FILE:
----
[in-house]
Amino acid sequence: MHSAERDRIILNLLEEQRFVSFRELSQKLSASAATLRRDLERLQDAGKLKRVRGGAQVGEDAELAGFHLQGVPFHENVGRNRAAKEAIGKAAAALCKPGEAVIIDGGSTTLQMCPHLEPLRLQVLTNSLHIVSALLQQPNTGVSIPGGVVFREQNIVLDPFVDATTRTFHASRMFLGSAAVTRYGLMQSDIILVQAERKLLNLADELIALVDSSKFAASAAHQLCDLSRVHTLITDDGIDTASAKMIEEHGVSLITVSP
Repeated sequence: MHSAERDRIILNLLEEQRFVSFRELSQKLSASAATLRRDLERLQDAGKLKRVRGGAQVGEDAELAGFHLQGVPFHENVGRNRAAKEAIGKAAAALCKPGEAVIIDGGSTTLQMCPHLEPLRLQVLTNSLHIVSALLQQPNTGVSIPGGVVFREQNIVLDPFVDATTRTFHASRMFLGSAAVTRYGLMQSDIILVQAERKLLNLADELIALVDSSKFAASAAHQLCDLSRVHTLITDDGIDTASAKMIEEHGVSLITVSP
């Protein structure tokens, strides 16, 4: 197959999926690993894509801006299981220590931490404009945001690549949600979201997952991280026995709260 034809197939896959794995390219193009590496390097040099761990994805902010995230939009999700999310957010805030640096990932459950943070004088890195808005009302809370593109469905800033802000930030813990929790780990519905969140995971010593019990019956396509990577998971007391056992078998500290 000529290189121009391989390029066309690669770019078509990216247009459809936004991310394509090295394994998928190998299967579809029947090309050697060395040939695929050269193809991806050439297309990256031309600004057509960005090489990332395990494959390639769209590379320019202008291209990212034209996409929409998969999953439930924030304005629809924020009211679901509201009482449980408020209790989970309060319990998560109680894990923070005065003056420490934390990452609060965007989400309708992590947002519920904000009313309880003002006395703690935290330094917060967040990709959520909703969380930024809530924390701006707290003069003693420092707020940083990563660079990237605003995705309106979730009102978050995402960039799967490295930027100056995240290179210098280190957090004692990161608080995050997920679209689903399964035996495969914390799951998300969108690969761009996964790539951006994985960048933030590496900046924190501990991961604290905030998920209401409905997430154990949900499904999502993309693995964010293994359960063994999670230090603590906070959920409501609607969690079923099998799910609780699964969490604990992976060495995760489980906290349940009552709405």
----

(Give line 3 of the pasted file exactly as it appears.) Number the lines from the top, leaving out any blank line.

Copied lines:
Repeated sequence: MHSAERDRIILNLLEEQRFVSFRELSQKLSASAATLRRDLERLQDAGKLKRVRGGAQVGEDAELAGFHLQGVPFHENVGRNRAAKEAIGKAAAALCKPGEAVIIDGGSTTLQMCPHLEPLRLQVLTNSLHIVSALLQQPNTGVSIPGGVVFREQNIVLDPFVDATTRTFHASRMFLGSAAVTRYGLMQSDIILVQAERKLLNLADELIALVDSSKFAASAAHQLCDLSRVHTLITDDGIDTASAKMIEEHGVSLITVSP